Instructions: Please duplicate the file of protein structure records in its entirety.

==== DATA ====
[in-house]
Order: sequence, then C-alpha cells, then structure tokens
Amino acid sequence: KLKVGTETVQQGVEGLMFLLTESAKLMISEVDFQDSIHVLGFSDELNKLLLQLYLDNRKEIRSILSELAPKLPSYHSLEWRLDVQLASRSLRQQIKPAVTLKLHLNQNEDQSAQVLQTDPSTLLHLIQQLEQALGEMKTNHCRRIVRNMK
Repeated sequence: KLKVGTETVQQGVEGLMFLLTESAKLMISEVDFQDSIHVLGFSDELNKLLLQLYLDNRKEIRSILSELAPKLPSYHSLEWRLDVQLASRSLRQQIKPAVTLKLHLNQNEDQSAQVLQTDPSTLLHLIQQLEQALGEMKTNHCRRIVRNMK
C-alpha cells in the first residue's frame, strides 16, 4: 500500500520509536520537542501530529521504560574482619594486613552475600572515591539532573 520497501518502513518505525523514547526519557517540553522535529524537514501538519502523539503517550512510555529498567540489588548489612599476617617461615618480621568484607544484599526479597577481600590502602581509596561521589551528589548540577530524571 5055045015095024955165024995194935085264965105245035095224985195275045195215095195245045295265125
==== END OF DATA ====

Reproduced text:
[in-house]
Order: sequence, then C-alpha cells, then structure tokens
Amino acid sequence: KLKVGTETVQQGVEGLMFLLTESAKLMISEVDFQDSIHVLGFSDELNKLLLQLYLDNRKEIRSILSELAPKLPSYHSLEWRLDVQLASRSLRQQIKPAVTLKLHLNQNEDQSAQVLQTDPSTLLHLIQQLEQALGEMKTNHCRRIVRNMK
Repeated sequence: KLKVGTETVQQGVEGLMFLLTESAKLMISEVDFQDSIHVLGFSDELNKLLLQLYLDNRKEIRSILSELAPKLPSYHSLEWRLDVQLASRSLRQQIKPAVTLKLHLNQNEDQSAQVLQTDPSTLLHLIQQLEQALGEMKTNHCRRIVRNMK
C-alpha cells in the first residue's frame, strides 16, 4: 500500500520509536520537542501530529521504560574482619594486613552475600572515591539532573 520497501518502513518505525523514547526519557517540553522535529524537514501538519502523539503517550512510555529498567540489588548489612599476617617461615618480621568484607544484599526479597577481600590502602581509596561521589551528589548540577530524571 5055045015095024955165024995194935085264965105245035095224985195275045195215095195245045295265125